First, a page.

Thunnus is a genus of ocean-dwelling fish in the family Scombridae, all of which are tuna, although other tuna species are found in other genera. The name of the genus is the Latinized form of the Greek θύννος, thýnnos, tuna, the word being first mentioned in Homer. Due to overfishing the genus range has been significantly reduced, being effectively removed from the Caspian Sea, for example.
Their coloring metallic blue on top and shimmering silver-white on the bottom helps camouflage them from above and below.
They can grow to 15 feet long and weigh over 1,000 pounds. They can swim up to 50 miles per hour when pursuing prey.
There are eight species:
Albacore, Thunnus alalunga (Bonnaterre, 1788).
Bigeye tuna, Thunnus obesus (Lowe, 1839).
Blackfin tuna, Thunnus atlanticus (Lesson, 1831).
Pacific bluefin tuna, Thunnus orientalis (Temminck & Schlegel, 1844).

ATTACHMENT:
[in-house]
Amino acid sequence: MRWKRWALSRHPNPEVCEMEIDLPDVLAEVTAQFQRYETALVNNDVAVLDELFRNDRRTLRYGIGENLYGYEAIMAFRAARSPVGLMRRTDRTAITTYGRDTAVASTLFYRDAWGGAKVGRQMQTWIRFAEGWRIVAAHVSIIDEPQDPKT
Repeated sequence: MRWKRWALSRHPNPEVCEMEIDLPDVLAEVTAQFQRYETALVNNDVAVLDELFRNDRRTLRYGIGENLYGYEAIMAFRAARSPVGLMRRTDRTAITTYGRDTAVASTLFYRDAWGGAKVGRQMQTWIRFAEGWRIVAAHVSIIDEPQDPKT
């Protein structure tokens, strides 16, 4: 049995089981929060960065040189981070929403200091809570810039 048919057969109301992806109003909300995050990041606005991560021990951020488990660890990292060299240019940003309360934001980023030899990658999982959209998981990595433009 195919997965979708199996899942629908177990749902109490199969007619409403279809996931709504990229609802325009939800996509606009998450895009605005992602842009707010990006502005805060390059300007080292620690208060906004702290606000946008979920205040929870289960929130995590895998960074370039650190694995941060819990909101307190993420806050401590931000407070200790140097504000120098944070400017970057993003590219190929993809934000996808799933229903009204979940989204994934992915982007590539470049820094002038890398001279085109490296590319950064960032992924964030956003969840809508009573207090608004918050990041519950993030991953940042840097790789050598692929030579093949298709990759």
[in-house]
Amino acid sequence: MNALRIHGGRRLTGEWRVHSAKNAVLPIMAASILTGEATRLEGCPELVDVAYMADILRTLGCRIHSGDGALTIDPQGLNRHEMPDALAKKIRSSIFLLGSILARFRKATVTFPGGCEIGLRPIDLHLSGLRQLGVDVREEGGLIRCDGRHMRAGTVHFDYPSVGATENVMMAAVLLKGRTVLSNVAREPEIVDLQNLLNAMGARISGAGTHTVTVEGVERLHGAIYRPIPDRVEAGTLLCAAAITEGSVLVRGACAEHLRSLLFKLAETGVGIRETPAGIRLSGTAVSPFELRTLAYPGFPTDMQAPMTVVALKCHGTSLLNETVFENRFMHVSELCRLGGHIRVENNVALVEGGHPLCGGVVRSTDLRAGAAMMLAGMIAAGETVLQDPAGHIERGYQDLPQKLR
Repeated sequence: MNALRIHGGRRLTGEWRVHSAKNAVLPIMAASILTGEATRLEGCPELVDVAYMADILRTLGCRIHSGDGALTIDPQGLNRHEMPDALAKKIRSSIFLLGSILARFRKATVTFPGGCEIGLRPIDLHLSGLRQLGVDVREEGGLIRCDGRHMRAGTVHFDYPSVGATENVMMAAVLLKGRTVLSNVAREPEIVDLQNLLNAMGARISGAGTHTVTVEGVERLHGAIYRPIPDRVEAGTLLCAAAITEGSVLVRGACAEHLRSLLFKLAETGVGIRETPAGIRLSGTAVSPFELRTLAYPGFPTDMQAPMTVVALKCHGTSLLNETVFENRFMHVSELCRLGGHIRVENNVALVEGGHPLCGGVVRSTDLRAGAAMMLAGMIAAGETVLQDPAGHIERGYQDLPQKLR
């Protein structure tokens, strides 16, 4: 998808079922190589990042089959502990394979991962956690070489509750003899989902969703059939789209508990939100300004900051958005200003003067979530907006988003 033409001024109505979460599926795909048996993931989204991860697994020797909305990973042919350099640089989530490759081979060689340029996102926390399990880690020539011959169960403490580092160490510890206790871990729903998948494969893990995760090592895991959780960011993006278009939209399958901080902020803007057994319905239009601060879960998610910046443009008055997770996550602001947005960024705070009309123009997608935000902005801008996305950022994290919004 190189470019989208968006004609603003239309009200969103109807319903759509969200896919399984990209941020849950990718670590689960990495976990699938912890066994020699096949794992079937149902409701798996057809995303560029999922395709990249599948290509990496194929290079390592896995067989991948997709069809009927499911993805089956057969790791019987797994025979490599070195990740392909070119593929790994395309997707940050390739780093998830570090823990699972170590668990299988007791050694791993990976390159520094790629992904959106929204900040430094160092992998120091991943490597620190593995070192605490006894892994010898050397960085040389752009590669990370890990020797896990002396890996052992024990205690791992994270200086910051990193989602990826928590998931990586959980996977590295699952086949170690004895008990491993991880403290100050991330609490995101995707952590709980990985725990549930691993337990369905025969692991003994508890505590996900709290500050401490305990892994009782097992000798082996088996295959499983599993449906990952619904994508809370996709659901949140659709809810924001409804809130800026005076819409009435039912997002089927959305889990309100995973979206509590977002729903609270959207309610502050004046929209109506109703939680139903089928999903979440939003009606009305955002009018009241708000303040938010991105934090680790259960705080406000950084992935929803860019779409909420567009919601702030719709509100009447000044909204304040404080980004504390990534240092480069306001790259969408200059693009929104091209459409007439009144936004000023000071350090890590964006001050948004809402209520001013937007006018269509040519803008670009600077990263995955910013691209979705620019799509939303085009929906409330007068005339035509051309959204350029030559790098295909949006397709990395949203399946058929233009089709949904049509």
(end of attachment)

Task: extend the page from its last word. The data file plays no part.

Northern bluefin tuna, Thunnus thynnus (Linnaeus, 1758).
Southern bluefin tuna, Thunnus maccoyii (Castelnau, 1872).
Longtail tuna, Thunnus tonggol (Bleeker, 1851).
Yellowfin tuna, Thunnus albacares (Bonnaterre, 1788
Atlantic bluefins are warm-blooded, which is a rare trait among fish, and are comfortable in the cold waters. Bluefin fish are found in Newfoundland and Iceland, as well as the tropical waters of the Gulf of Mexico and the Mediterranean Sea, where they go each year to spawn Their coloring metallic blue on top and shimmering silver-white on the bottom helps camouflage them from above and below.
Species of several other genera (all in the family Scombridae) also have common names containing tuna
bluefin tuna big fish